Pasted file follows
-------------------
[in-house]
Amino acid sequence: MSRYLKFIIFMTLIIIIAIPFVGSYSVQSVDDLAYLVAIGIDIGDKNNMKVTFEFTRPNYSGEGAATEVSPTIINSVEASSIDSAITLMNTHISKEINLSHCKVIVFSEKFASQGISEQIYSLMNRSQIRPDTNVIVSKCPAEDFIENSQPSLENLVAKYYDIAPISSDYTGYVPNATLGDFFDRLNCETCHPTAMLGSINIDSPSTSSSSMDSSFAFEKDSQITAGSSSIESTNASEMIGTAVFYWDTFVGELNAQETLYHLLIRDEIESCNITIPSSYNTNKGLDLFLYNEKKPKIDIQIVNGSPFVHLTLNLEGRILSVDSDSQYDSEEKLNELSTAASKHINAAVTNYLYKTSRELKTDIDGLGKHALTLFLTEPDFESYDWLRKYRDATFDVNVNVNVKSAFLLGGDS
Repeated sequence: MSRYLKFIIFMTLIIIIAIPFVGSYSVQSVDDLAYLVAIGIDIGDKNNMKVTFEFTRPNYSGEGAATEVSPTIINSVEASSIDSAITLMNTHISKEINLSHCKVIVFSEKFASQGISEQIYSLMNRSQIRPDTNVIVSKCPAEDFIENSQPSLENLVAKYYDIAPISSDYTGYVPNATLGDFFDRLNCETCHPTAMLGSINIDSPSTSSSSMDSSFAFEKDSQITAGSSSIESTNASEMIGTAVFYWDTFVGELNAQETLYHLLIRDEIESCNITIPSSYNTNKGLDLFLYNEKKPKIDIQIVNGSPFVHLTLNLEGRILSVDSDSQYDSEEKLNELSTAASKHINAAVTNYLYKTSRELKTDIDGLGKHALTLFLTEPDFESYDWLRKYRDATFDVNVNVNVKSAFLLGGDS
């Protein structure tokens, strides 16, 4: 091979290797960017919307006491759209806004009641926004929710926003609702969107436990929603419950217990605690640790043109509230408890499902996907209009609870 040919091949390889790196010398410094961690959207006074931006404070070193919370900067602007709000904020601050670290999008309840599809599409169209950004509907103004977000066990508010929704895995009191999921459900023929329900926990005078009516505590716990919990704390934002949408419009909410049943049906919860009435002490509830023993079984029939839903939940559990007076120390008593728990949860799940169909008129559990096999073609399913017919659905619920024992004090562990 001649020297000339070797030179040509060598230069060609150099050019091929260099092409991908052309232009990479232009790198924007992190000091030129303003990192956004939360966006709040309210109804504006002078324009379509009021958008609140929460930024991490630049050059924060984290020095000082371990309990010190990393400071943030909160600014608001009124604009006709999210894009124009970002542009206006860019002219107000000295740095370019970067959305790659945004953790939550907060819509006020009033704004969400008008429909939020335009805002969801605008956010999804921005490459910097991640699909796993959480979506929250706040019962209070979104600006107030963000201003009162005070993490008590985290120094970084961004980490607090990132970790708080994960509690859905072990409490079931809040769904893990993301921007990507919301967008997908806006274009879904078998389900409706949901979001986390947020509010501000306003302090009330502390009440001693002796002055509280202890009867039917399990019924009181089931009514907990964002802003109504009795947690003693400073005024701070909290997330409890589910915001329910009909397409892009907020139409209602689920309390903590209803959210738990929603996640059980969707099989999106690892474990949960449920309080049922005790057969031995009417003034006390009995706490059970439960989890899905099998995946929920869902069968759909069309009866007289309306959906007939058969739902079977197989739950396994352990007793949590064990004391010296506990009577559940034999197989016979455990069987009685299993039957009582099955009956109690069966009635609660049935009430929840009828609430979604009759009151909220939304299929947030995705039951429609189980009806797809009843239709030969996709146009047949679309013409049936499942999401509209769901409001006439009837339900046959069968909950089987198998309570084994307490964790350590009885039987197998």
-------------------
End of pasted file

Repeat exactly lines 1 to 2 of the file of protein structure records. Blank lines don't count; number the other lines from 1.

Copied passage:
[in-house]
Amino acid sequence: MSRYLKFIIFMTLIIIIAIPFVGSYSVQSVDDLAYLVAIGIDIGDKNNMKVTFEFTRPNYSGEGAATEVSPTIINSVEASSIDSAITLMNTHISKEINLSHCKVIVFSEKFASQGISEQIYSLMNRSQIRPDTNVIVSKCPAEDFIENSQPSLENLVAKYYDIAPISSDYTGYVPNATLGDFFDRLNCETCHPTAMLGSINIDSPSTSSSSMDSSFAFEKDSQITAGSSSIESTNASEMIGTAVFYWDTFVGELNAQETLYHLLIRDEIESCNITIPSSYNTNKGLDLFLYNEKKPKIDIQIVNGSPFVHLTLNLEGRILSVDSDSQYDSEEKLNELSTAASKHINAAVTNYLYKTSRELKTDIDGLGKHALTLFLTEPDFESYDWLRKYRDATFDVNVNVNVKSAFLLGGDS